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DOI: 10.2196/43504


BACKGROUND: University students are an at-risk group for the development of eating disorders (EDs); however, many college campuses lack sufficient resources to provide ED specialty care. Students report unique reasons for not seeking ED treatment, including the desire to solve the problem on their own (eg, seeking help from friends, self-medicating, or waiting to see if their problems improve), inability to afford treatment, lack of time to participate in the treatment, fear of seeing their primary care physician, and lack of recognition of their issues as an ED. Mobile health (mHealth) apps may be a cost-effective, helpful adjunctive tool to overcome personal and systemic barriers and encourage help seeking.

OBJECTIVE: This paper describes the development, usability, and acceptability of the Building Healthy Eating and Self-Esteem Together for University Students (BEST-U) mHealth smartphone app, which is designed to fill critical gaps in access to ED treatment on college campuses.

METHODS: We undertook a 4-phase iterative development process that focused on user-centered design. The 4 phases included needs assessment based on literature reviews, prototype development and initial evaluation in a pilot trial, redesign, and further pilot-testing to assess the usability and acceptability of the final version of the mHealth app. Acceptability and user satisfaction were assessed using an ad hoc survey that ranged from 1 (strongly disagree) to 7 (strongly agree).

RESULTS: Our needs assessment identified a lack of accessible and affordable treatments for university students. To help meet this need, the BEST-U prototype was designed as an 11-week program that provided interactive, weekly modules that focused on second- and third-wave cognitive behavioral skills. The modules focused on topics such as psychoeducation, reducing thought distortions and body checking, improving body image, interpersonal effectiveness, and behavior chain analysis. The content included interactive quizzes, short answer questions, daily and weekly logs, and surveys completed in the app. BEST-U was paired with brief 25-30 minutes of weekly telehealth coaching sessions provided by a licensed provider or supervised trainee. Pilot-testing revealed minor issues with one module of the app content, which some participants viewed as having low relevance to their experience and therapist concerns about the organization of the app content. These issues were addressed through the removal, addition, and reorganization of BEST-U modules, with the help of therapists-in-training across 2 workshops. The revised version of the BEST-U app had a grand mean acceptability rating of 5.73 out of 7. The participants completed 90.1% (694/770) of the BEST-U modules, indicating high compliance.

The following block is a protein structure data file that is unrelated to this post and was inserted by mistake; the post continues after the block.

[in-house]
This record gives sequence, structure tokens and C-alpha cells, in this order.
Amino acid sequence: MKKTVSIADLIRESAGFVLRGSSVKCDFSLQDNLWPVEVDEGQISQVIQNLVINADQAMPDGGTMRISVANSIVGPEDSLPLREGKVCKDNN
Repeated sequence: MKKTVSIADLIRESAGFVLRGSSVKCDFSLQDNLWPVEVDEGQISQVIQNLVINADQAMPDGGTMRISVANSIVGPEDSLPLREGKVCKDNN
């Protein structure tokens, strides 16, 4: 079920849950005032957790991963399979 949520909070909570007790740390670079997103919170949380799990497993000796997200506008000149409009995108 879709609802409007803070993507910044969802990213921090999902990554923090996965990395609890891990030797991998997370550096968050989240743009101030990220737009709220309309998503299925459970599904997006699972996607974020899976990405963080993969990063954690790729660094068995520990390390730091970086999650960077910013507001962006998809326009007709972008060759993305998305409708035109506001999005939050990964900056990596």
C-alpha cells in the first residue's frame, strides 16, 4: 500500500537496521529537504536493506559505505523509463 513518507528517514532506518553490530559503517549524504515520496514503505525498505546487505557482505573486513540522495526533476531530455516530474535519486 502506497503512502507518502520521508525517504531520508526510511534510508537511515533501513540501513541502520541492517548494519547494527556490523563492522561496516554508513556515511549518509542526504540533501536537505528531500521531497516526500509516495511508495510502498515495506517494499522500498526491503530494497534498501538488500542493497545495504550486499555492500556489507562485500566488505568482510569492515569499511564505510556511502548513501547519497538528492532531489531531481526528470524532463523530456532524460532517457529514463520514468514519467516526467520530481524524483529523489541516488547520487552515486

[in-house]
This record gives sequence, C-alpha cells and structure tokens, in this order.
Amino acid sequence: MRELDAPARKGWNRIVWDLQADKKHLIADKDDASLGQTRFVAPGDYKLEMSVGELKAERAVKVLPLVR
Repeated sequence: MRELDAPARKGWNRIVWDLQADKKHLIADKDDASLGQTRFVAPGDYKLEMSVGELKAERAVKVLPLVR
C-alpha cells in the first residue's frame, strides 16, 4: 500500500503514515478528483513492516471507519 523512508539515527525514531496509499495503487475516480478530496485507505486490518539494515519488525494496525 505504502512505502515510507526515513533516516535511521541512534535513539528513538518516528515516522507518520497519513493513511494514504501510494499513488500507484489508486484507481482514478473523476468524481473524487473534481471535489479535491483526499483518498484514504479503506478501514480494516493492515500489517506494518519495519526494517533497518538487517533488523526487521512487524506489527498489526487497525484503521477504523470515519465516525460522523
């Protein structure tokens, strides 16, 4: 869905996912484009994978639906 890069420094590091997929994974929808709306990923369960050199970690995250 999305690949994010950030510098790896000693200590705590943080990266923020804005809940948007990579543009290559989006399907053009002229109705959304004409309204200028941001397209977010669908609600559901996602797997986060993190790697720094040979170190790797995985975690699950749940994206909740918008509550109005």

CONCLUSIONS: BEST-U is a new, acceptable, and user-friendly mHealth app to help therapists deliver brief, evidence-based cognitive behavioral interventions. Owing to its acceptability and user-friendly nature, BEST-U has high user compliance and holds promise for future implementation and dissemination in university mental health settings.

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JMIR Form Res



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BEST-U; Building Healthy Eating and Self-Esteem Together for University Students; EDs; acceptability; app; cognitive; cognitive behavioral therapy; college; design; development; dialectical behavioral therapy; eating disorders; guided self-help; mHealth; mental health; mobile health; mobile phone; students; testing; therapy; treatment; university; usability


This is an open-access article distributed under the terms of the Creative Commons Attribution License (, which permits unrestricted use, distribution, and reproduction in any medium, provided the original work, first published in JMIR Formative Research, is properly cited. The complete bibliographic information, a link to the original publication on, as well as this copyright and license information must be included.

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